“Superproduction” is another instance of se1f-conscious reporting: a sentimental story of romance and tragedy is reduced to twenty-four short lines. The poetic intention no doubt stems from the Imagiste principle of condensation. Here, however, Rakosi goes beyond Imagisme not only in presenting narrative but in incorporating the reporter’s angry and disrespectful point of view:

Rakosi, as does Zukofsky, recognizes the disintegration of the standard “poetic” forms. “Romance” doesn’t allow geographical references, and reduces Nancy to stereotypical actions:

The end of the poem rudely offers the absurd panecea of religious salvation:

Rakosi’s purpose is not merely to ridicule Christianity for its lack of charity. The speaker himself is a “heated savior,” a man who would have been willing to take this tragic whore off the streets. His anger at her fate makes her story, like her coffin, uncomfortable for us, too direct, too real.

With economy of means, the poem rivals what Hollywood’s “superproductions” achieved with orchestras, choruses, dance groups, and star actors and actresses. Moreover, Rakosi does what Hollywood has never been able to do—he arouses us both against the accepted and admired perfidy of the pleasures of the Rudolf Valentines of the theater, and against the audiences that identify with Rudolf so much as to insist on a happy ending.

“Revue” is a review of revues, and, like Rakosi’s other poems in Exile 2, it is critical of its object, which he expands to wordly significance:

“They” are at once theatrical producers and the leaders of society. Both claim that the intention of their efforts is to bring our happiness, but their “peetweet’s view” has the comprehension not a birds~eye but of a bird’s brain, a nitwit. They are’1ncapable only of entertainment but of providing anything other than “fixtu of morality” which like stage properties must be fabricated, hois and lowered to create the illusion of presentability. They try t effect a complex design “but merely turn the screws of introspect In their inability to see beyond the urges of their own psyches, project their neuroses to torture everyone else into doubting the selves. They deny their responsibility with the pretentiousness a bit performer.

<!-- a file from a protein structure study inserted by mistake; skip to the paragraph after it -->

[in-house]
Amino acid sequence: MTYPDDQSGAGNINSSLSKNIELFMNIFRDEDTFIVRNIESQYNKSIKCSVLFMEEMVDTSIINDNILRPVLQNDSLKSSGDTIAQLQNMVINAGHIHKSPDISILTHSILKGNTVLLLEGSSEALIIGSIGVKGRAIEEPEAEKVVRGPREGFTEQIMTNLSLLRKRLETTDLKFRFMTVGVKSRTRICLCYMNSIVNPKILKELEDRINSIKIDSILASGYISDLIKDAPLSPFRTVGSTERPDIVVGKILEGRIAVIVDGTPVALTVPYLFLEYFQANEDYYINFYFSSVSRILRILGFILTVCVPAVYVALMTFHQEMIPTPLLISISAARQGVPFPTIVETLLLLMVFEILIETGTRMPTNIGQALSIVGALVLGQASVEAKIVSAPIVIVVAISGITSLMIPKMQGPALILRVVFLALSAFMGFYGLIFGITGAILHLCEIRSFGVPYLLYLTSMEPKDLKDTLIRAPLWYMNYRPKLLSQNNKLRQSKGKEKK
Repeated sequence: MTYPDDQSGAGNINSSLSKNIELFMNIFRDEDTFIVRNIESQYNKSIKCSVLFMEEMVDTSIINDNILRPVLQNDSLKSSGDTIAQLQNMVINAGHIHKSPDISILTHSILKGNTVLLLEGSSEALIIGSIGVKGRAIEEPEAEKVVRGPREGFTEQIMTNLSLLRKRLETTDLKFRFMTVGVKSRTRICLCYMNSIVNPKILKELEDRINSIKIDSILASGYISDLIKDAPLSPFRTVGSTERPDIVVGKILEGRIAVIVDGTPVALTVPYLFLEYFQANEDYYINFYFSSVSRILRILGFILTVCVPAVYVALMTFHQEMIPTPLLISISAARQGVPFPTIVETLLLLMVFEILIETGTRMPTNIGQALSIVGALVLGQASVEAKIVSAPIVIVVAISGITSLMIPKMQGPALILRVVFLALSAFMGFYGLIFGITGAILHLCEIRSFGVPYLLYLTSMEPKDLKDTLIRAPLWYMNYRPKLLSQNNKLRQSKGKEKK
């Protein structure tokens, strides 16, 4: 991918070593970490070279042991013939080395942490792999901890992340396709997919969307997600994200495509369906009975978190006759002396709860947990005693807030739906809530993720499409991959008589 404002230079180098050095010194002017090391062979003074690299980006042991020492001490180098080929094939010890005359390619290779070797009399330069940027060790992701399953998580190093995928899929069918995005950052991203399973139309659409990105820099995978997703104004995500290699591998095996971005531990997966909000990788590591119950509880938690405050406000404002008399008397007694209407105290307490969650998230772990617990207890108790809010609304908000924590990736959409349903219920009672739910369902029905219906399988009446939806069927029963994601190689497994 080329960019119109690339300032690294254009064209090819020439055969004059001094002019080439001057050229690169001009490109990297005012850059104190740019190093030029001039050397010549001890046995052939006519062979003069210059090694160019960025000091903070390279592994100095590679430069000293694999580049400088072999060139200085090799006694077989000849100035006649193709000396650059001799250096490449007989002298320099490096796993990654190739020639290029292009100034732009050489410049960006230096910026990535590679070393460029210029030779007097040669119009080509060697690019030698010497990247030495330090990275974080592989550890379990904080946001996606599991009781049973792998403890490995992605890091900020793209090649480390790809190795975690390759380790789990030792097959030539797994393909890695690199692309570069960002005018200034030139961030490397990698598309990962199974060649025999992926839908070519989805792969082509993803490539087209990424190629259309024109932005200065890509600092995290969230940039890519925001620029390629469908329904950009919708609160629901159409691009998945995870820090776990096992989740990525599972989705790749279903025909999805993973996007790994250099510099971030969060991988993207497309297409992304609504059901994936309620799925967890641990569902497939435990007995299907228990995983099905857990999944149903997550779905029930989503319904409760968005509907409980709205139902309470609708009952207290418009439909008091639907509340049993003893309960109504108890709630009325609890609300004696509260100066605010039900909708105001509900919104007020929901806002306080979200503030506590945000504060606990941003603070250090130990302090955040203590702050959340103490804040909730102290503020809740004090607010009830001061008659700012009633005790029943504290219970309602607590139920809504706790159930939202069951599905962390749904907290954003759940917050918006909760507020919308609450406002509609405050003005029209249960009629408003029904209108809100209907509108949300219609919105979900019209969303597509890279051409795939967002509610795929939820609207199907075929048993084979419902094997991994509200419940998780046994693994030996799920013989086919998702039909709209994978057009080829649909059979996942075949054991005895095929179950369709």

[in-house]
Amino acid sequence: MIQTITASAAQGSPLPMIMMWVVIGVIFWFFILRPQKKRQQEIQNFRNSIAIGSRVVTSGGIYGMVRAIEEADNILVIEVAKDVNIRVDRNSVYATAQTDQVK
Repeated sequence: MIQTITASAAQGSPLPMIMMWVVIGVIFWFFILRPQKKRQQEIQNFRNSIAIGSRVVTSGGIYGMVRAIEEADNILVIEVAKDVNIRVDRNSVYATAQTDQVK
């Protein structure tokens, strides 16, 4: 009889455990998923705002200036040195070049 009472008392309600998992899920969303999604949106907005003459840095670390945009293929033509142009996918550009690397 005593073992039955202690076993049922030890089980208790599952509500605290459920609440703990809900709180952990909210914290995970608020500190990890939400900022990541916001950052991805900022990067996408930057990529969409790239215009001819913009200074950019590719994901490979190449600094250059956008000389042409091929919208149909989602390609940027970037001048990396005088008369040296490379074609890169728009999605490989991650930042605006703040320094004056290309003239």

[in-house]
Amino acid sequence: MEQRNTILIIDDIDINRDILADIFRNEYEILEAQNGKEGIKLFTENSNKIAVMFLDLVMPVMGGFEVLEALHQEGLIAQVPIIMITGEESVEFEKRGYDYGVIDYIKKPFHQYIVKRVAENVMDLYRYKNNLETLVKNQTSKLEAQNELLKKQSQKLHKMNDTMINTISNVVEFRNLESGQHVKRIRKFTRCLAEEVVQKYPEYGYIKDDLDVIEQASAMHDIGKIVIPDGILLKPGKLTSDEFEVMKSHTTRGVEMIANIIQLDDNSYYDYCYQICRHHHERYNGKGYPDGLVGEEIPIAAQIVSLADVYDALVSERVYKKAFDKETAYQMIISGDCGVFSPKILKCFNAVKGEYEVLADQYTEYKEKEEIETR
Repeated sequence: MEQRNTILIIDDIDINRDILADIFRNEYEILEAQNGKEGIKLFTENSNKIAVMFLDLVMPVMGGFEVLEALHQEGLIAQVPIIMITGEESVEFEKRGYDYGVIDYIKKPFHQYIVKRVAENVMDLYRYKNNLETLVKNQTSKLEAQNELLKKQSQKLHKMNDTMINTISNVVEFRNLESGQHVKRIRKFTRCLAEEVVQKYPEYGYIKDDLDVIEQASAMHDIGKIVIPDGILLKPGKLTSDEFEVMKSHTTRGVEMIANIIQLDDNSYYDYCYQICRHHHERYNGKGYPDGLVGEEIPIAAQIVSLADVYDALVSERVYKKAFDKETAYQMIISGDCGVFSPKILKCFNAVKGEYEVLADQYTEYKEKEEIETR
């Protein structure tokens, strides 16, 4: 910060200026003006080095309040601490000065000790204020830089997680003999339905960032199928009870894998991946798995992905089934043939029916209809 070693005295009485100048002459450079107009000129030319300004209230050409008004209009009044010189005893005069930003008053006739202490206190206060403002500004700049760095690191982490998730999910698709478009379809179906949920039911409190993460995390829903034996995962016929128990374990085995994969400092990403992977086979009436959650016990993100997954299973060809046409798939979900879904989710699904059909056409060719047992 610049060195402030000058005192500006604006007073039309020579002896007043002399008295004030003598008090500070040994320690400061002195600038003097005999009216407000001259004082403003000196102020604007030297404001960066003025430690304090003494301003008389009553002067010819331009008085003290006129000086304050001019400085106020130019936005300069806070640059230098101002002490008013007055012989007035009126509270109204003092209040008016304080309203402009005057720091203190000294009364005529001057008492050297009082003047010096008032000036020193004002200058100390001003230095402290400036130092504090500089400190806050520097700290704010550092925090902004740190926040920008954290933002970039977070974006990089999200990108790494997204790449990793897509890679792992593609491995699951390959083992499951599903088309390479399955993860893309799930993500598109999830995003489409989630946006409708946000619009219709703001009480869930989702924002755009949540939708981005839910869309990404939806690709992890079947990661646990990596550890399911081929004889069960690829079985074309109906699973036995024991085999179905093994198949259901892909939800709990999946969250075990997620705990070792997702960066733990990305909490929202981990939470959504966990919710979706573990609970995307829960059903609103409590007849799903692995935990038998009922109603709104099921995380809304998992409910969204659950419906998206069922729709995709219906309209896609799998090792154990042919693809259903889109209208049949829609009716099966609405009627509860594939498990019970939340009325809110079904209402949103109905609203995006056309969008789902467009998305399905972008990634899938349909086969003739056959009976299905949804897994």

The “Objectivist” ethic is against this kind of pretense; relies like Elizabethan drama on the bare stage and like Confuciu on the priority of putting one’s own affairs in order. It does n decree behavior, but helps one to establish equipoise by attentio what with surety exists. Rakosi’s criticisms of the social theater imply the virtues of his poetry. It gives no false view of happy matters.” Its honesty of character and verity of subject challenges the deceptive decrees that reduce women to objects of the hunt and men to animal devotions.